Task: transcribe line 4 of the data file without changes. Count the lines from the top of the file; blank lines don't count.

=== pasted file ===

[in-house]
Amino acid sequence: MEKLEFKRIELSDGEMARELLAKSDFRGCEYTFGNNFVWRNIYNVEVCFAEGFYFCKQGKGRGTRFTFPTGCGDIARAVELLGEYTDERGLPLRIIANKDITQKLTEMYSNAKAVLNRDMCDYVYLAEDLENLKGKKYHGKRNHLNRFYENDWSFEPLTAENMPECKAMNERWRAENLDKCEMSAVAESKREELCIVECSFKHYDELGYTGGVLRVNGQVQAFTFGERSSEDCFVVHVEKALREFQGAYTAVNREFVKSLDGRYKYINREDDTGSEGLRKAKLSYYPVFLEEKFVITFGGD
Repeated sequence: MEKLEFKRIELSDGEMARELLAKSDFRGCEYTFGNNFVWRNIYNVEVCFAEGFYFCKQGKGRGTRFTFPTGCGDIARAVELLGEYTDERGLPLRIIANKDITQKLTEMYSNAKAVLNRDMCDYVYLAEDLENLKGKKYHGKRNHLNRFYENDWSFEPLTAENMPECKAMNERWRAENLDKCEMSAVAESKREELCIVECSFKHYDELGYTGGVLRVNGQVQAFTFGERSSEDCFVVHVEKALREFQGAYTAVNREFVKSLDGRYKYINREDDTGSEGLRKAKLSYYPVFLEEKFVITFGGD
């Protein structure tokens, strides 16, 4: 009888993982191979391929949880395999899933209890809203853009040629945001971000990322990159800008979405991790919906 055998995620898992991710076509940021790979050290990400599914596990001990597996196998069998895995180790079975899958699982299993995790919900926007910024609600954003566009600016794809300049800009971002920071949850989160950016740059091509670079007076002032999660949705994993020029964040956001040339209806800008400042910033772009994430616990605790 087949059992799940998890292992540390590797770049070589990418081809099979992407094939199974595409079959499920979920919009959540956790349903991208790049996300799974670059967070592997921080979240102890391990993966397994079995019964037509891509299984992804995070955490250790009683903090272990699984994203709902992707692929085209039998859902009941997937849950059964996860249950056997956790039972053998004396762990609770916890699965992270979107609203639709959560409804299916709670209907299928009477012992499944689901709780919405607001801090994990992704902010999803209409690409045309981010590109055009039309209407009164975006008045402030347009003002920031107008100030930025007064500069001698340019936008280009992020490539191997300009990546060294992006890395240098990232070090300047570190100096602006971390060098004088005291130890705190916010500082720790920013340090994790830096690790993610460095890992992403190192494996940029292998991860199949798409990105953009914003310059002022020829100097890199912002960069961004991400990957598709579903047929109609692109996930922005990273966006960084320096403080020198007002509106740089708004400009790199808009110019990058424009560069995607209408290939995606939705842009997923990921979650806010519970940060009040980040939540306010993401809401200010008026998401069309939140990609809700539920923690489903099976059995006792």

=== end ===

């Protein structure tokens, strides 16, 4: 009888993982191979391929949880395999899933209890809203853009040629945001971000990322990159800008979405991790919906 055998995620898992991710076509940021790979050290990400599914596990001990597996196998069998895995180790079975899958699982299993995790919900926007910024609600954003566009600016794809300049800009971002920071949850989160950016740059091509670079007076002032999660949705994993020029964040956001040339209806800008400042910033772009994430616990605790 087949059992799940998890292992540390590797770049070589990418081809099979992407094939199974595409079959499920979920919009959540956790349903991208790049996300799974670059967070592997921080979240102890391990993966397994079995019964037509891509299984992804995070955490250790009683903090272990699984994203709902992707692929085209039998859902009941997937849950059964996860249950056997956790039972053998004396762990609770916890699965992270979107609203639709959560409804299916709670209907299928009477012992499944689901709780919405607001801090994990992704902010999803209409690409045309981010590109055009039309209407009164975006008045402030347009003002920031107008100030930025007064500069001698340019936008280009992020490539191997300009990546060294992006890395240098990232070090300047570190100096602006971390060098004088005291130890705190916010500082720790920013340090994790830096690790993610460095890992992403190192494996940029292998991860199949798409990105953009914003310059002022020829100097890199912002960069961004991400990957598709579903047929109609692109996930922005990273966006960084320096403080020198007002509106740089708004400009790199808009110019990058424009560069995607209408290939995606939705842009997923990921979650806010519970940060009040980040939540306010993401809401200010008026998401069309939140990609809700539920923690489903099976059995006792």